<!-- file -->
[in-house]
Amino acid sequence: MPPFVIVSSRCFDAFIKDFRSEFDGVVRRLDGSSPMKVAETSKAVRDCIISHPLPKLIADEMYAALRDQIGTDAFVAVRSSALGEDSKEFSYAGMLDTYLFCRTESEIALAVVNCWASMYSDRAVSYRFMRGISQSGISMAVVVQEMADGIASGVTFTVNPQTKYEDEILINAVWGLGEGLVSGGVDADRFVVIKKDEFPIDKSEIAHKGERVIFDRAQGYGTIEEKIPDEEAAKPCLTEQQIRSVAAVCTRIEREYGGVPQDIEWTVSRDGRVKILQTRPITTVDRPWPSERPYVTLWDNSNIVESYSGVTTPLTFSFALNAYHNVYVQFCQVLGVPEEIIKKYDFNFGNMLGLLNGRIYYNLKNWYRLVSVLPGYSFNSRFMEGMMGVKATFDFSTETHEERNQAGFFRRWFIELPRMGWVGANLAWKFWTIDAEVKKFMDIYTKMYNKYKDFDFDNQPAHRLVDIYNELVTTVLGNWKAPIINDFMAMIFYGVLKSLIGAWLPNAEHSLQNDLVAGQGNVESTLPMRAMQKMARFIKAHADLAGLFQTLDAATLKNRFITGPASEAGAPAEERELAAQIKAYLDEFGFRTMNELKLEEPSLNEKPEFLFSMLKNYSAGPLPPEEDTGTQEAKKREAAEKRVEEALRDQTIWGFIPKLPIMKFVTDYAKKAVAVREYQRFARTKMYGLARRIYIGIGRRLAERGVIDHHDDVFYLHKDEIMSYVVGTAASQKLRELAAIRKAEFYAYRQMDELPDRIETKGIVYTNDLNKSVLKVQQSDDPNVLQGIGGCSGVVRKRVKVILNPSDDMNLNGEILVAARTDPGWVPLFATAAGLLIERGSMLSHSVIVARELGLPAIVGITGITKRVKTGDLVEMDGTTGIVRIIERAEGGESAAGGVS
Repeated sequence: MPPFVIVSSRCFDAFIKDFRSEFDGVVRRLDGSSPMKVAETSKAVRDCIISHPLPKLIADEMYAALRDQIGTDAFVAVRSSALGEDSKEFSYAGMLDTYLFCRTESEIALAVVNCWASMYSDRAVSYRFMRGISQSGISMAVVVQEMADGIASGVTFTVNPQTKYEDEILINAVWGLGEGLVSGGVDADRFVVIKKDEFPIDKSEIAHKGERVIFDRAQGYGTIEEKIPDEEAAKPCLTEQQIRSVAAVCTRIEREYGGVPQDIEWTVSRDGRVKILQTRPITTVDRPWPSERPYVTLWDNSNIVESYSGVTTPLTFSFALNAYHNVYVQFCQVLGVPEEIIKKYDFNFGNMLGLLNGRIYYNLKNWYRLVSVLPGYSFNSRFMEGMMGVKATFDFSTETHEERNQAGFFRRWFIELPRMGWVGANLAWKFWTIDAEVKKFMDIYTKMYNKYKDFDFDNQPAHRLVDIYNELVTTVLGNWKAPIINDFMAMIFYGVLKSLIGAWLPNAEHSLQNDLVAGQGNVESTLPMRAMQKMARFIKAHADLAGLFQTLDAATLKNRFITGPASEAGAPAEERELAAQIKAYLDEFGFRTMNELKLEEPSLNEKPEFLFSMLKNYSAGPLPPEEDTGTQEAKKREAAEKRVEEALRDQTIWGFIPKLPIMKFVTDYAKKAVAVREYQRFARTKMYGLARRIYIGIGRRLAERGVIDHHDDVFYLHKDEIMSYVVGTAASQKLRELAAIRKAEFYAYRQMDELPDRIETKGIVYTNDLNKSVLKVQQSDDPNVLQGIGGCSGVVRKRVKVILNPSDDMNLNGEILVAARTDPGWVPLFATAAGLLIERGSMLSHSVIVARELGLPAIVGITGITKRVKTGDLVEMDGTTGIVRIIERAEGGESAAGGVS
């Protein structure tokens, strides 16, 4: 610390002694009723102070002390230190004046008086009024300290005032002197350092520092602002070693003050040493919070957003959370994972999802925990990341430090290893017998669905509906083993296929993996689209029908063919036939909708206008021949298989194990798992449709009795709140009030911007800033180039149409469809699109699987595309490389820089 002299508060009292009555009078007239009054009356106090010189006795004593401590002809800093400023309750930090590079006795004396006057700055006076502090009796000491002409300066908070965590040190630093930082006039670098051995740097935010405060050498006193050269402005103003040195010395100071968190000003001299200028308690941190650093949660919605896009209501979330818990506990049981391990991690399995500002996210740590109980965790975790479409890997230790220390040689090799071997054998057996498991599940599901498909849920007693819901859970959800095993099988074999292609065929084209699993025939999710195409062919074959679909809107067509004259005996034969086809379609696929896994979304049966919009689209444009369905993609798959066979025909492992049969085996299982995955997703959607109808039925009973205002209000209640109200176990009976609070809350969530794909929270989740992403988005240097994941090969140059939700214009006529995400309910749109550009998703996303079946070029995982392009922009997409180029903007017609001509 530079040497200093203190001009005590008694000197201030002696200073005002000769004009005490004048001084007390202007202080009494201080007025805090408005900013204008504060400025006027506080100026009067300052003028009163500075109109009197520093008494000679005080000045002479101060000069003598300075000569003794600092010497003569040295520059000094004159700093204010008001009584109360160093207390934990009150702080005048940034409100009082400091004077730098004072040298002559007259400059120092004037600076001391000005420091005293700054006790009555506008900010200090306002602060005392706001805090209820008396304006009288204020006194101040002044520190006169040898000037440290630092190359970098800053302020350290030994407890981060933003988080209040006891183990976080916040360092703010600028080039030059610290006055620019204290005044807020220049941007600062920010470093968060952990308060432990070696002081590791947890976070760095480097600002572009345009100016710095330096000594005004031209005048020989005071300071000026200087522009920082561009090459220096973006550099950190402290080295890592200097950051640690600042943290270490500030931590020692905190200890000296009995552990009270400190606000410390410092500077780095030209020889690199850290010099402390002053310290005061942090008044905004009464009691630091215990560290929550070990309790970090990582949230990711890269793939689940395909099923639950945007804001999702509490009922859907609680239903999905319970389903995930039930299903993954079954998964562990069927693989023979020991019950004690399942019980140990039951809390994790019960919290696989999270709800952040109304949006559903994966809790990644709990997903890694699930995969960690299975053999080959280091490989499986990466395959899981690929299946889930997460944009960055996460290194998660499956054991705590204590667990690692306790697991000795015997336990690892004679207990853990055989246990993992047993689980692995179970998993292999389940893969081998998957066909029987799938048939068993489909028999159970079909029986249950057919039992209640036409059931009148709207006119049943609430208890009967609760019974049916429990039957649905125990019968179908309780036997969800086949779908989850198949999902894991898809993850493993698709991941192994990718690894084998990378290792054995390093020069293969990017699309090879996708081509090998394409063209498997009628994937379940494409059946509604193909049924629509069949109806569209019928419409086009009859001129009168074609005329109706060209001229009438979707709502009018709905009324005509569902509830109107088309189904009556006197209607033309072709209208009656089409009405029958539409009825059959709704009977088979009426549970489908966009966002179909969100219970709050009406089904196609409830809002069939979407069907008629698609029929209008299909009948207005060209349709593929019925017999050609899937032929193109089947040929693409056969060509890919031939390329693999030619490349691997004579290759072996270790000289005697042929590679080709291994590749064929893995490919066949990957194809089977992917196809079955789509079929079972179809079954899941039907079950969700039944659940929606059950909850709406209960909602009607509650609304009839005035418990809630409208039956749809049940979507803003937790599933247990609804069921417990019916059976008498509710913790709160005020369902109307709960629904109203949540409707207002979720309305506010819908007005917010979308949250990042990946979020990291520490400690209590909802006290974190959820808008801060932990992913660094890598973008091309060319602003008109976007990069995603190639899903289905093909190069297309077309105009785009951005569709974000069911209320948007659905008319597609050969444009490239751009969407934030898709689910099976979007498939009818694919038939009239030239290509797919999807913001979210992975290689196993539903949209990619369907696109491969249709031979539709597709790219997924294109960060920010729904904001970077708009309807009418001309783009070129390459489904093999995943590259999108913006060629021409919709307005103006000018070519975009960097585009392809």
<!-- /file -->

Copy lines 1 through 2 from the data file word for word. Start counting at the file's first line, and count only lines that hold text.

[in-house]
Amino acid sequence: MPPFVIVSSRCFDAFIKDFRSEFDGVVRRLDGSSPMKVAETSKAVRDCIISHPLPKLIADEMYAALRDQIGTDAFVAVRSSALGEDSKEFSYAGMLDTYLFCRTESEIALAVVNCWASMYSDRAVSYRFMRGISQSGISMAVVVQEMADGIASGVTFTVNPQTKYEDEILINAVWGLGEGLVSGGVDADRFVVIKKDEFPIDKSEIAHKGERVIFDRAQGYGTIEEKIPDEEAAKPCLTEQQIRSVAAVCTRIEREYGGVPQDIEWTVSRDGRVKILQTRPITTVDRPWPSERPYVTLWDNSNIVESYSGVTTPLTFSFALNAYHNVYVQFCQVLGVPEEIIKKYDFNFGNMLGLLNGRIYYNLKNWYRLVSVLPGYSFNSRFMEGMMGVKATFDFSTETHEERNQAGFFRRWFIELPRMGWVGANLAWKFWTIDAEVKKFMDIYTKMYNKYKDFDFDNQPAHRLVDIYNELVTTVLGNWKAPIINDFMAMIFYGVLKSLIGAWLPNAEHSLQNDLVAGQGNVESTLPMRAMQKMARFIKAHADLAGLFQTLDAATLKNRFITGPASEAGAPAEERELAAQIKAYLDEFGFRTMNELKLEEPSLNEKPEFLFSMLKNYSAGPLPPEEDTGTQEAKKREAAEKRVEEALRDQTIWGFIPKLPIMKFVTDYAKKAVAVREYQRFARTKMYGLARRIYIGIGRRLAERGVIDHHDDVFYLHKDEIMSYVVGTAASQKLRELAAIRKAEFYAYRQMDELPDRIETKGIVYTNDLNKSVLKVQQSDDPNVLQGIGGCSGVVRKRVKVILNPSDDMNLNGEILVAARTDPGWVPLFATAAGLLIERGSMLSHSVIVARELGLPAIVGITGITKRVKTGDLVEMDGTTGIVRIIERAEGGESAAGGVS